For the eyes. Turmeric may help reduce the risk of cataracts, glaucoma, and macular degeneration.

    Anti-cancer. Current research shows that turmeric has a disruptive effect on cancer formation along with reducing the spread of cancer and causing the death of cancer cells. For those on chemotherapy, turmeric can help reduce the unpleasant side effects.

    Good for the brain. Some research suggests that cur cumin can cross the blood-brain barrier and may help fight against Alzheimers, as it fights against inflammation and plaque build up. There’s also some evidence to suggest that cur cumin can help with lowering depression.

    What have you got to loose, give it a try.

  • Tamarind

    tamarind in coffee?

    Tamarind is another one of those multi-use spices. It has a unique sweet/sour taste. It can be purchased as resinous blocks or powder. Bought as whole pods, even the pod case can be used. Often used in Asian cooking, it can be used for marinades, pickles and chutneys. However, added to your coffee, we are looking for that unique sweet/sour flavour to add a little difference to your daily brew.

    As for health benefits, tamarind has played an important part in Asian traditional medicine. Tamarind is chock full of polyphenols, which impart anti-oxidant and anti-inflammatory properties to the spice. So like many other spices, it may help prevent against cardiovascular disease, cancer and diabetes. Traditionally, tamarind has been used as a remedy for constipation, diarrhoea, fever and malaria.

  • Blade Mace

    blade mace in coffee?

    You probably know that mace is the inner, outer covering of the nutmeg seed. Orang/red in colour, it is soft in texture and peels away from the inner nut in blade like strips, hence its name. It has a sweet, warm flavour with a woody edge. It takes on the flavour of the nutmeg, but is much softer and more subtle. As such it can be used in more delicate cuisine. Add some to your coffee for a pleasant spicy kick without the harshness of raw nutmeg, although that too can be quite pleasant depending on your taste buds.

    Health wise, many of its purported health benefits are un-proven, but local use in Indonesia, India and other Asian countries prove its popularity in traditional medicine. It is high in vitamin A, vitamin C, iron, calcium, copper, iron, manganese, dietary fiber, B vitamins, and trace amounts of key minerals. Add to that high concentrations of volatile acids and antioxidants which include Myristicin, carotenoids, Linalool, Pinene, Cineole, and Eugenol and one can understand why it is held in high regard in local Asian cultures. In particular, it is used to help relieve conditions such as anxiety, pain relief, fighting cancer, and strengthening the immune system.

    However, health benefits aside, it’s the pleasant sweet, and mildly spicy flavour that adds the interest to cup of great coffee that we are more interested in here.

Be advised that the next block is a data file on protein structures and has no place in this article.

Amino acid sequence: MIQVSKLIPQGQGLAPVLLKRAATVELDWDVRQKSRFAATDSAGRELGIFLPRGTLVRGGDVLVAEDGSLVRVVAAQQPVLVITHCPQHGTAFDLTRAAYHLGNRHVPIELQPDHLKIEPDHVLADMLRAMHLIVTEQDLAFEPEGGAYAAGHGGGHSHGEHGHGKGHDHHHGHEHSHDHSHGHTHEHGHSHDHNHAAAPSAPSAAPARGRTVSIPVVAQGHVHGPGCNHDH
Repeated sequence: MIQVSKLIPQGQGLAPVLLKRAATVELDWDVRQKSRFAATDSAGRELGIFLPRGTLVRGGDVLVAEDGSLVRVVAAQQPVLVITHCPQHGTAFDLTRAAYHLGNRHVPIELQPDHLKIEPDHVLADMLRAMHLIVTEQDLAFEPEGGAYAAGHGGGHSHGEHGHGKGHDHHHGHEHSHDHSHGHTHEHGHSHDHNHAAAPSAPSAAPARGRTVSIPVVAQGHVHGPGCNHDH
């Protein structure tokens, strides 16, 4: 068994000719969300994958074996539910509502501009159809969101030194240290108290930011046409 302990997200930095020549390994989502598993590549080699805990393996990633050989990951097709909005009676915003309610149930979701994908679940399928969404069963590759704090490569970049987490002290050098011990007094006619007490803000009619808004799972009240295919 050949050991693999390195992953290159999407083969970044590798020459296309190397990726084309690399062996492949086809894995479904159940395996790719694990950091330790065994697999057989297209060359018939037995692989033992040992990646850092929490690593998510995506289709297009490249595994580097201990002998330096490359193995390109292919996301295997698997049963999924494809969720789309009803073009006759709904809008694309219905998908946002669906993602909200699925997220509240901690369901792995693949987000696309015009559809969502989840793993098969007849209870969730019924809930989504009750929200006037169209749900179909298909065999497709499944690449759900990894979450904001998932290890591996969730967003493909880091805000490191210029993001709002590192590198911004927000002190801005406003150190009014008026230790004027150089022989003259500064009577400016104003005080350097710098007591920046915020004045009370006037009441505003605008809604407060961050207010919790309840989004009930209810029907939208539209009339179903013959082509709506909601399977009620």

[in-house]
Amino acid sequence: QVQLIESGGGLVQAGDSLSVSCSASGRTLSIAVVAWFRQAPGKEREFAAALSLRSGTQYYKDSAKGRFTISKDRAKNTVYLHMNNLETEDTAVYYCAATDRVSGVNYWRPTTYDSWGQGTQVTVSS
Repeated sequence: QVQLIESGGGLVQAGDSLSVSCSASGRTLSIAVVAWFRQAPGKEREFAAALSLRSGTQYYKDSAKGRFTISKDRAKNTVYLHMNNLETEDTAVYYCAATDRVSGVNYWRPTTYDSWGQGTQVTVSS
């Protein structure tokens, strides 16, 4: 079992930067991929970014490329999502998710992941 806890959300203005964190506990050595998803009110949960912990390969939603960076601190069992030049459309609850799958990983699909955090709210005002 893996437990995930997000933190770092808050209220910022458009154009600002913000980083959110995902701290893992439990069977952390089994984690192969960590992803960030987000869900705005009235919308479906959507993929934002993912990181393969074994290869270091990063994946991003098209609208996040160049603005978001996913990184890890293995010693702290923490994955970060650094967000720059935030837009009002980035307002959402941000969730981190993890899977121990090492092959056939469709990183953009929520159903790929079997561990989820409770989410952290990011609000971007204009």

• Orange Peel

    orange peel in coffee?

    Rather than try and add a drop of orange juice to your coffee, which would cool it and water it down, try the zest of an orange. Better still, add in some dried orange peel for a nice orangey finish to your brew. Orange peel adds a nice citrusy brightness to your coffee. 

    Health benefits considered, the orange peel, so often discarded, containers a wealth of beneficial compounds, not forgetting that the peel and pith often contains 3 times as much vitamin c as the orange itself. The peel of an orange contains provitamin A, folate, riboflavin, thiamine, vitamin B6, and calcium. Limonene, which composes almost 90% of the oil in orange peel, is thought to have anti-inflammatory and anti-cancer properties, the latter due to the presence of the polyphenols hesperidin and polymethoxyflavones (PMFs).

  • Chicory

    chicory root in coffee?

    Chicory has been added to coffee commercially to enhance its richness since the 1800’s. It was often used as a substitute to coffee too. It’s probably best know through the brand Camp Coffee, popular through the last century up until the 70’s. Camp was only about 4% coffee, but 25% chicory. This is why many people describe chicory as similar in flavour to ground coffee beans and having a warm, nutty, woody and earthiness about it.

    Its health benefits though are often overlooked. Chicory contains the vitamins A & B2 through E and minerals such as magnesium, calcium, and potassium. Another interesting dietary fibre called inulin, which helps support health gut bacteria.

    In addition to this it may also help with:

    • Lowering blood sugar levels in Type 2 diabetes.
    • Fighting cancer through its anti-oxidants
    • The fibre content could help reduce cholesterol
    • As a vasodilator helping relax blood vessel walls, it could help blood circulation.

    Take care though, as chicory is known to cause allergic reactions in some and in cases cause diarrhoea for those sensitive to it. 

  • Lavender

    lavender in coffee?